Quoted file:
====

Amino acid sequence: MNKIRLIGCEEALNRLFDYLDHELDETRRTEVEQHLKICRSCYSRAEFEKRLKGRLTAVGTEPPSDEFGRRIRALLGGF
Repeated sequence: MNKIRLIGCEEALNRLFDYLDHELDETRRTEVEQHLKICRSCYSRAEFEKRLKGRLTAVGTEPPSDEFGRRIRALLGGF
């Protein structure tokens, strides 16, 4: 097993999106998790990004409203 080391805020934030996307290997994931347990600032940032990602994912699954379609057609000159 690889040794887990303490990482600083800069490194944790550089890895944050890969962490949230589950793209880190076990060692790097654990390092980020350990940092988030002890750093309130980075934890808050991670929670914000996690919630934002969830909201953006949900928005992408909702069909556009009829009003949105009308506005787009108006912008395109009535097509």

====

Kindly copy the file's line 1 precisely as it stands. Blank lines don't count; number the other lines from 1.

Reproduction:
Amino acid sequence: MNKIRLIGCEEALNRLFDYLDHELDETRRTEVEQHLKICRSCYSRAEFEKRLKGRLTAVGTEPPSDEFGRRIRALLGGF